Business Overview

Inventory Included | Expanding Service Region | Growing Business Model

For several years this home staging business has been the company that Real Estate agents, Construction companies and event planners have called on when they needed to stage a home for sale or an event. The range of staging levels is endless and can be as extensive as the customer desires. Customers distinguish their home for sale from the competition by having their home “staged” or “window dressed” when they are ready to sell. A professional staging company sees the house as a Buyer will and they set the scene so that Buyers can imagine living there.

This is a major opportunity to own a business and be a part of the explosive growth in Northwest Arkansas. This real estate related company needs an energetic and involved individual. A new owner needs to have skills that include working with the general public and real estate professionals. They need to have an eye for what makes a product sell as well as a basic knowledge of marketing, networking in the region and building a strong repeat client base.

The key selling points of this business are (a) minimal competition, (b) high profit margin, (c) extensive inventory and a built-in network. A new owner will be able to establish their own office hours, work from home if desired and take advantage of the endless opportunities this business has to offer. The potential for growth will be managed and controlled by the new owner. The current owners are ready to retire and want to sell soon!

To learn more contact Carol Gresham or CBI Northwest Arkansas for more information


  • Asking Price: $79,000
  • Cash Flow: N/A
  • Gross Revenue: N/A
  • FF&E: N/A
  • Inventory: $75,000
  • Inventory Included: Yes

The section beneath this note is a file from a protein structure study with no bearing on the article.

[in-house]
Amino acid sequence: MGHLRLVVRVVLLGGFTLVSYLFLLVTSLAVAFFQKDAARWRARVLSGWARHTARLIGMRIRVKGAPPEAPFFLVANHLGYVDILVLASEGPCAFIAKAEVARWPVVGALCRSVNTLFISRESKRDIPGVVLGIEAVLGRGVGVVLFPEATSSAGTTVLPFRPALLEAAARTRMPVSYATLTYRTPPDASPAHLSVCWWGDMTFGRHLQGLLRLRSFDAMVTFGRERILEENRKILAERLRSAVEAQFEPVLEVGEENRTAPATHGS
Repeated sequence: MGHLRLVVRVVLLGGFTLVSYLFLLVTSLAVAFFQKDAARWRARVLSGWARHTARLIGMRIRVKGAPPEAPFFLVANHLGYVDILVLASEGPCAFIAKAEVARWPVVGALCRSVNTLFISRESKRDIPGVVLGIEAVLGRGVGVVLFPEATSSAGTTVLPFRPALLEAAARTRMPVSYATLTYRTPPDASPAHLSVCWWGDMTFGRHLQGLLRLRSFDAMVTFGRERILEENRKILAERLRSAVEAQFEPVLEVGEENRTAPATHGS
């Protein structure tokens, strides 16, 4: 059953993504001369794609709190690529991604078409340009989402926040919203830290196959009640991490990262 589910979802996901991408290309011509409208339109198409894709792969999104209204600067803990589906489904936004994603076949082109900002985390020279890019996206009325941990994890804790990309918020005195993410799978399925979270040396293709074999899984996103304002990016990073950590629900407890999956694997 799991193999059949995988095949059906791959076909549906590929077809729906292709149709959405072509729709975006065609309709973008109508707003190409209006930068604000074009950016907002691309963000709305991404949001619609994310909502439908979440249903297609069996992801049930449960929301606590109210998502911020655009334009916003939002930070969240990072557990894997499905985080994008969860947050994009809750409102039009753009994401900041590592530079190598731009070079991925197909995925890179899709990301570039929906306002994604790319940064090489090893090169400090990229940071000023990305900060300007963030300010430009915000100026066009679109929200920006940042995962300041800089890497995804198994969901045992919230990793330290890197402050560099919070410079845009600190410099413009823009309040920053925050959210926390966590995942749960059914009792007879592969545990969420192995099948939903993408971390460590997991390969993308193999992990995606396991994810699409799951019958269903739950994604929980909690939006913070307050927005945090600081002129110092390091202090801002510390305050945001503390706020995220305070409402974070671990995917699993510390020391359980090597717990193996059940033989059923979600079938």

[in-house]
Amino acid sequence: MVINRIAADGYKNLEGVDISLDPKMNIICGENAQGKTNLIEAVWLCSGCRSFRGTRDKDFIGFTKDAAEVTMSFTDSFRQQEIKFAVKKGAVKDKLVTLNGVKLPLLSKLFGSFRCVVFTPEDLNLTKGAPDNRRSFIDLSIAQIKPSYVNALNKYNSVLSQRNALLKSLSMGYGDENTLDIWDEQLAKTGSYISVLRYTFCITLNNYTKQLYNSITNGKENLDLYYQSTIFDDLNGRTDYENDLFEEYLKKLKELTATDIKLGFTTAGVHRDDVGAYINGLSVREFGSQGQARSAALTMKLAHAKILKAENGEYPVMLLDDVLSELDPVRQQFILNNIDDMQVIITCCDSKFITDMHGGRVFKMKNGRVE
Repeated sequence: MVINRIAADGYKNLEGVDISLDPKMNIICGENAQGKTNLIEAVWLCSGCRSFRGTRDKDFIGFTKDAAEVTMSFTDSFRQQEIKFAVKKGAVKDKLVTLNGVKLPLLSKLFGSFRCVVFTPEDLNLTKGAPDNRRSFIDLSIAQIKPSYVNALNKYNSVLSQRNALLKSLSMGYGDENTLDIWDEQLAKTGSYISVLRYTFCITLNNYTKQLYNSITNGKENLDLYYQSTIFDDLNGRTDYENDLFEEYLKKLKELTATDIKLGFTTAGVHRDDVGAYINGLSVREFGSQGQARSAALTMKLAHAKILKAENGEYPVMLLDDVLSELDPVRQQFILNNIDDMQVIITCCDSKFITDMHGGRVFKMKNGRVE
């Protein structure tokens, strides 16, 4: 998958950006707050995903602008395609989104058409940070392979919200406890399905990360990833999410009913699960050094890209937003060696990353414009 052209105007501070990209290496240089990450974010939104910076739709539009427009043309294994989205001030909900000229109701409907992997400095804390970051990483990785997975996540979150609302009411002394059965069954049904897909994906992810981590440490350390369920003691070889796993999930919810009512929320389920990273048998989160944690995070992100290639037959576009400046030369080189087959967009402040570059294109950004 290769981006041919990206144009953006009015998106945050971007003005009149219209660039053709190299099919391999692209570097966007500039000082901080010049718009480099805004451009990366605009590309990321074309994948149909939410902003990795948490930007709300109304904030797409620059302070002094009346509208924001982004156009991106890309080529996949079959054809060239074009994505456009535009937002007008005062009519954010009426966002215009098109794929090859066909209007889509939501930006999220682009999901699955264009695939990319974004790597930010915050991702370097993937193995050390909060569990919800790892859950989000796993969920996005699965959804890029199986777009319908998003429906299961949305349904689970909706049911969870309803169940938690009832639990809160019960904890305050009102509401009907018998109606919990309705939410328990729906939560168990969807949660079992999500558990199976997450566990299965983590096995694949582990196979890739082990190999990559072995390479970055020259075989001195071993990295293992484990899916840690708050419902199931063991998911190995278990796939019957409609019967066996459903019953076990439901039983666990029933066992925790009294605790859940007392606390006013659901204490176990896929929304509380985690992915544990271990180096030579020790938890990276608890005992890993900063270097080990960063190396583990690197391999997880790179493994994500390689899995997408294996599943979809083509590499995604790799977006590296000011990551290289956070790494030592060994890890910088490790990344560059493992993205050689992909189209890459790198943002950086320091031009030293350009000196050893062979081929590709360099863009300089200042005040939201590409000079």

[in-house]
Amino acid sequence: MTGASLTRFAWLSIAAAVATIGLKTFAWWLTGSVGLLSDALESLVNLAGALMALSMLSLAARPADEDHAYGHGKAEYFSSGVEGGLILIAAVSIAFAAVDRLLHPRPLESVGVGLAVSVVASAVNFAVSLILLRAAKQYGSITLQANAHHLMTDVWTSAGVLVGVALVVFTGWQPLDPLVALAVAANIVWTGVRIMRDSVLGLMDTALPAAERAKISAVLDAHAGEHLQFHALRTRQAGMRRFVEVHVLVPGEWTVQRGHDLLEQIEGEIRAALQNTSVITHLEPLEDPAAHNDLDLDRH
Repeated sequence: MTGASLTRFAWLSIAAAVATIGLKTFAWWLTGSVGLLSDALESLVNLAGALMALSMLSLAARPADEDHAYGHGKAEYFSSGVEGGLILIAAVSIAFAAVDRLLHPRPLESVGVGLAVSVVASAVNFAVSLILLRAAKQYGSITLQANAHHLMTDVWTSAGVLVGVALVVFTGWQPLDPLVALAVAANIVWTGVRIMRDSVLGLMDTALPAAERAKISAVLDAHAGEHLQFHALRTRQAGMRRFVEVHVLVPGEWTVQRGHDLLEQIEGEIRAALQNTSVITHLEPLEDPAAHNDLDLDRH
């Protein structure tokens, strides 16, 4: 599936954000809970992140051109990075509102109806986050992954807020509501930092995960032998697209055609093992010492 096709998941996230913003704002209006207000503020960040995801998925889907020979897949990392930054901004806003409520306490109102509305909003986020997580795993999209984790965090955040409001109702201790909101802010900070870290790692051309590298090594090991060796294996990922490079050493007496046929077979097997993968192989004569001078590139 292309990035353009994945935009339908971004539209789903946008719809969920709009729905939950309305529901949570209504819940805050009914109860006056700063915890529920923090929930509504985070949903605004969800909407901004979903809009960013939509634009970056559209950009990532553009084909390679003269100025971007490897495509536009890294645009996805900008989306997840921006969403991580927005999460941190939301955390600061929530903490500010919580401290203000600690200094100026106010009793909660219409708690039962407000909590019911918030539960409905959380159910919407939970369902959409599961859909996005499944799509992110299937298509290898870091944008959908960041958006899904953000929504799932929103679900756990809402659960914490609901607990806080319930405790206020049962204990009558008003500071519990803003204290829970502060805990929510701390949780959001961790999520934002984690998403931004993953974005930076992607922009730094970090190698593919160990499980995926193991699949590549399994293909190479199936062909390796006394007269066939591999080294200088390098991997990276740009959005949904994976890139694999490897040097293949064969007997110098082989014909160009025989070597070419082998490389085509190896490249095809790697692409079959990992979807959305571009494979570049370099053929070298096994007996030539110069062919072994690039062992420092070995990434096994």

• Established: N/A
Purpose For Selling:


Additional Info

The transaction shall include inventory valued at $75,000, which is included in the listing price.

Why is the Current Owner Selling The Business?

There are all sorts of reasons individuals choose to sell operating businesses. Nonetheless, the real factor vs the one they say to you may be 2 totally different things. For instance, they might say "I have way too many other commitments" or "I am retiring". For lots of sellers, these reasons are valid. But, for some, these may just be justifications to attempt to conceal the reality of altering demographics, increased competitors, current reduction in earnings, or a variety of other reasons. This is why it is very essential that you not rely absolutely on a vendor's word, however rather, make use of the seller's answer combined with your general due diligence. This will paint a more realistic image of the business's present situation.

Existing Debts and Future Obligations

If the current business is in debt, which many companies are, then you will certainly have reason to consider this when valuating/preparing your offer. Numerous companies borrow money with the purpose of covering things such as inventory, payroll, accounts payable, etc. Keep in mind that in some cases this can indicate that revenue margins are too tight. Lots of companies fall into a revolving door of taking loans as a way to pay back other loans. In addition to debts, there may additionally be future obligations to think about. There may be an outstanding lease on equipment or the building where the business resides. The business may have existing contracts with suppliers that must be satisfied or might result in charges if terminated early.

Understanding the Customer Base, Competition and Area Demographics

How do companies in the location draw in brand-new clients? Most times, businesses have repeat customers, which create the core of their day-to-day profits. Certain variables such as new competitors growing up around the area, road construction, and personnel turn over can influence repeat customers and also adversely affect future earnings. One important thing to think about is the placement of the business. Is it in a very trafficked shopping center, or is it concealed from the highway? Obviously, the more individuals that see the business often, the greater the chance to develop a returning customer base. A final idea is the basic area demographics. Is the business placed in a densely inhabited city, or is it situated on the edge of town? How might the neighborhood mean household earnings influence future income prospects?